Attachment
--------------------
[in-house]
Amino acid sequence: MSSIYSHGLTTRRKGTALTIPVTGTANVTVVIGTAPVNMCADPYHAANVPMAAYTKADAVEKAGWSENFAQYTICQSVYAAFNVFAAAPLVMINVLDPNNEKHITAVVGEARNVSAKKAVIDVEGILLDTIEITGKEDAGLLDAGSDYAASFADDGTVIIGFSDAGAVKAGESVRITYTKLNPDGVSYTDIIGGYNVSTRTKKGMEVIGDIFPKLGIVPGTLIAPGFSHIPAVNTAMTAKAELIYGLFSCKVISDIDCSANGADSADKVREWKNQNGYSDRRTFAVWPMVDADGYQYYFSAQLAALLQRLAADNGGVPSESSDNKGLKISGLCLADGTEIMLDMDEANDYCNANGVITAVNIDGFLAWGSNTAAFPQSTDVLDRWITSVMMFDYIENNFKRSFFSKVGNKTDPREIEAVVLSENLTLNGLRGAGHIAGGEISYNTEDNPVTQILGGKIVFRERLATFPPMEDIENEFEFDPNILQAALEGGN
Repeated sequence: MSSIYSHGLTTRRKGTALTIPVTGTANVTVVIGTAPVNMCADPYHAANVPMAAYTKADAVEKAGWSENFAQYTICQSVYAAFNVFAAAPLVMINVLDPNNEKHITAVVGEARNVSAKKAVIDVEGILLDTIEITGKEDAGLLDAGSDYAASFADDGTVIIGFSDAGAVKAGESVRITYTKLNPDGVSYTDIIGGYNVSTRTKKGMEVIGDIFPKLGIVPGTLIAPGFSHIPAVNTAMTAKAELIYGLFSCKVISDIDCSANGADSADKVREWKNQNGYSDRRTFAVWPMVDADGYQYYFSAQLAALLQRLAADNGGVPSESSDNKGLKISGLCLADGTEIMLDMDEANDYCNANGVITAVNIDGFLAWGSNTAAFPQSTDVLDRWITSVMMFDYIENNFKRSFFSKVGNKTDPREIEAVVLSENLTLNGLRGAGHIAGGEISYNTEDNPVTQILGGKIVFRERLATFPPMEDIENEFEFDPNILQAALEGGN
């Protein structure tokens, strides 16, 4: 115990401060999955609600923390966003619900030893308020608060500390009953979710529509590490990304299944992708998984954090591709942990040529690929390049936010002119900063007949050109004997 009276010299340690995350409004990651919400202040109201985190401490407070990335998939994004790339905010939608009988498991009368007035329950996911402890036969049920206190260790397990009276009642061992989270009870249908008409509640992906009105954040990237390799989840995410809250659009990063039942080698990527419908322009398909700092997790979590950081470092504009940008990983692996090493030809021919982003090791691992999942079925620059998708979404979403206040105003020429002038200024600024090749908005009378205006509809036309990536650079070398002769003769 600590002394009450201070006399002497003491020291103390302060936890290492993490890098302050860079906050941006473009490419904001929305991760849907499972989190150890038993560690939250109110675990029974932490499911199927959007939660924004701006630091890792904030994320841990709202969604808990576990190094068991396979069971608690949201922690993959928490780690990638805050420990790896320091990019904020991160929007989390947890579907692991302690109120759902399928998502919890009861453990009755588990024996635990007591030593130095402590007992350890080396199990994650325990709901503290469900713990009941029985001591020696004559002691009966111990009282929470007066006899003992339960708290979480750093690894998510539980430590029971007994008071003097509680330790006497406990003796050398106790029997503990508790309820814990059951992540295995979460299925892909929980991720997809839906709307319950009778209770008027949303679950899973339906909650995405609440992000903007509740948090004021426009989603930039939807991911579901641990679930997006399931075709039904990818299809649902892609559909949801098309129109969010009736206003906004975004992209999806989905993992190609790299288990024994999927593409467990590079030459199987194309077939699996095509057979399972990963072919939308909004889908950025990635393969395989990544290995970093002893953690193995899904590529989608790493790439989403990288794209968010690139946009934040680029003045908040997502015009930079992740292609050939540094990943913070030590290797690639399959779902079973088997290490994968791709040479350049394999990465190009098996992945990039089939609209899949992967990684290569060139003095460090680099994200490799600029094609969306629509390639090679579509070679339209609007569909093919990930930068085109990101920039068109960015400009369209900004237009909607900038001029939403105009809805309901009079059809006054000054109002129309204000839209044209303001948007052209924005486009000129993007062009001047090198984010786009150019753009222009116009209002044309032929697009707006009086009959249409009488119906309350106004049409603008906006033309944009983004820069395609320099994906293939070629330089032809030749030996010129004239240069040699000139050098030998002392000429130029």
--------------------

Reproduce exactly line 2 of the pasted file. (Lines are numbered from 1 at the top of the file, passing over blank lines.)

Amino acid sequence: MSSIYSHGLTTRRKGTALTIPVTGTANVTVVIGTAPVNMCADPYHAANVPMAAYTKADAVEKAGWSENFAQYTICQSVYAAFNVFAAAPLVMINVLDPNNEKHITAVVGEARNVSAKKAVIDVEGILLDTIEITGKEDAGLLDAGSDYAASFADDGTVIIGFSDAGAVKAGESVRITYTKLNPDGVSYTDIIGGYNVSTRTKKGMEVIGDIFPKLGIVPGTLIAPGFSHIPAVNTAMTAKAELIYGLFSCKVISDIDCSANGADSADKVREWKNQNGYSDRRTFAVWPMVDADGYQYYFSAQLAALLQRLAADNGGVPSESSDNKGLKISGLCLADGTEIMLDMDEANDYCNANGVITAVNIDGFLAWGSNTAAFPQSTDVLDRWITSVMMFDYIENNFKRSFFSKVGNKTDPREIEAVVLSENLTLNGLRGAGHIAGGEISYNTEDNPVTQILGGKIVFRERLATFPPMEDIENEFEFDPNILQAALEGGN